A report in today’s Wall Street Journal indicates that it ought to be fairly easy for the European Commission (EC) to substantiate charges of price fixing in the world’s oil markets. Last month the EC raided the offices of Royal Dutch Shell PLC (NYSE: RDS-A), BP PLC (NYSE: BP), Statoil ASA (NYSE: STO) and Platts to collect information on the charges. Italian oil major Eni SpA (NYSE: E) was also asked to provide information, but was not included in the raids.
One trader told the WSJ how the fiddling works. He offers to sell a small quantity of oil at a loss, driving down the price that he reports to the pricing agency. Once the lower benchmark price is published, he then buys larger quantities at the lower price.
Traders do not believe the practice is illegal…”
“After a public disagreement that threatened to blow up into a larger battle, Chrysler said Tuesday that it agreed to recall 2.7 million Jeep vehicles that a government safety watchdog said could potentially erupt into fire if rear-ended.
Chrysler had been expected to file papers Tuesday refusing to comply with a National Highway Traffic Safety Administration’s voluntary recall request sent earlier this month. That request covered Jeep Grand Cherokees in model years 1993 to 2004 and Libertys in model years 2002 to 2007.
NHTSA had warned after investigations that a crash from behind on these vehicles could puncture the fuel tank, located in the rear of the models, spill fuel and potentially cause a fire. NHTSA said the defect may have been responsible for up to 51 deaths.
Chrysler had disagreed with NHTSA’s assessment.
“As a result of the agreement, Chrysler Group will conduct a voluntary campaign with respect to the vehicles in question that, in addition to a visual inspection of the vehicle will, if necessary, provide an upgrade to the rear structure of the vehicle to better manage crash forces in low-speed impacts,” Chrysler said in a statement…”
“MUNICH (Reuters) – German industrial conglomerate Siemens is shutting down the last of its solar energy businesses after it failed to find a buyer, the company said on Monday.
Confirming a report in German newspaper Handelsblatt, a spokesman for Siemens said the group would close Solel by early next year. The Israeli business has accumulated losses of around 1 billion euros ($1.33 billion) since Siemens bought it in 2009, including a write-off of the entire purchase price.
Siemens has spent seven months trying to sell Solel, which makes components used in solar-thermal power stations. Some 280 employees will be affected by the closure, most of them in Israel.
The cost will run into the mid-double digit millions of euros, according to Siemens….”
“The Securities and Exchange Commission widened its crackdown on a controversial practice known as “naked shorting” by charging the Chicago Board Options Exchange with “systemic breakdowns” in the exchange’s regulatory and compliance functions.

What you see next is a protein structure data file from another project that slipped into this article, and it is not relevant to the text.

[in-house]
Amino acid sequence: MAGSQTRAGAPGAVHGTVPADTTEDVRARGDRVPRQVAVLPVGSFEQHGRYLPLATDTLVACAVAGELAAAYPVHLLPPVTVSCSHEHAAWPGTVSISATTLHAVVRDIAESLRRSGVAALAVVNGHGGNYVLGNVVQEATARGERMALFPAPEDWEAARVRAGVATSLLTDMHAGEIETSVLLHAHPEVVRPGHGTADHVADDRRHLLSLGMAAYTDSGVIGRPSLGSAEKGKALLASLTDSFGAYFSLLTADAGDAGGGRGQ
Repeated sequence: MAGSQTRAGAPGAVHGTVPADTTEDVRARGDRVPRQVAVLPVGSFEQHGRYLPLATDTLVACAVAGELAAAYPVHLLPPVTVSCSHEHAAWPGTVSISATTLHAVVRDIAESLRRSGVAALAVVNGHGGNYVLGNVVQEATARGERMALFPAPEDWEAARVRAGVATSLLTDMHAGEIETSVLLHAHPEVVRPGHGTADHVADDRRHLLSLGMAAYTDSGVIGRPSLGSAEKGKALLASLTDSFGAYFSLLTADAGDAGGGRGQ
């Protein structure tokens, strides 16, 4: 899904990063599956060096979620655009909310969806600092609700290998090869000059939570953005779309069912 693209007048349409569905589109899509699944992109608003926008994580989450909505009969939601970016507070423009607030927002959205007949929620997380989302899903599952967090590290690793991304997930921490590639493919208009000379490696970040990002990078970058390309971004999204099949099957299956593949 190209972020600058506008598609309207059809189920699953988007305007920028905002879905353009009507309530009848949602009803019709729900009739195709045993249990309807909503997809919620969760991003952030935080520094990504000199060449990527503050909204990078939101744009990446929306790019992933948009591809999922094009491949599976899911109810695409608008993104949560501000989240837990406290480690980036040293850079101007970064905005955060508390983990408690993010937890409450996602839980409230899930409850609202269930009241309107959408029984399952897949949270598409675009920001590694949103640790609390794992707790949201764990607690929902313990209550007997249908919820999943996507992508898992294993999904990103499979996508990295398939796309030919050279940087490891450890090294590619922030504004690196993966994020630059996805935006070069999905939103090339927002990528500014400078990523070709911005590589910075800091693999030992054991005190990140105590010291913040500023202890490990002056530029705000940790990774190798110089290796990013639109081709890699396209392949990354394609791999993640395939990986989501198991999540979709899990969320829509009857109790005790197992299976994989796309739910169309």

The CBOE agreed to pay a $6 million fine and implement major reforms to settle the SEC’s charges. This is the first time an exchange has been assessed a fine for violations related to its regulatory oversight role, according to the SEC. (You can read the SEC’s press release here.)
The settlement follows a decision Monday by an SEC judge to fine a former Maryland banker accused by the SEC of engaging in billions of dollars in naked short trades. The Charles Schwab owned brokerage optionsXpress and its former chief financial officer were also penalized for violating laws aimed at banning naked shorting.
A naked short trade occurs when a trader sells a stock he does not own and does not intend to borrow to deliver to the buyer. An SEC rule known as Reg SHO is meant to ban the practice, which the SEC regards as abusive and harmful to markets….”
“Amid newly energized trading in the stocks of mortgage giants Fannie Mae and Freddie Mac, shareholders filed suit Monday against the federal government, contesting its takeover of the two in 2008.
The City of Austin Police Retirement System in Texas and Seattle-based bank Washington Federal are seeking $41 billion in damages. They charge that the conservatorship of Fannie Mae and Freddie Mac was “unlawful and unwarranted,” as is the requirement instituted this year that the two pay the Treasury all of their profits.
“The government has appropriated many billions of dollars’ worth of private shareholder property, without providing any compensation for this action,” according to the filing.
Fannie Mae reported record profits in the second quarter of this year and has now paid the Treasury $95 billion in dividends, nearing the $116 billion it originally drew. Shareholders believe they should be reaping some of these profits, not the federal government….”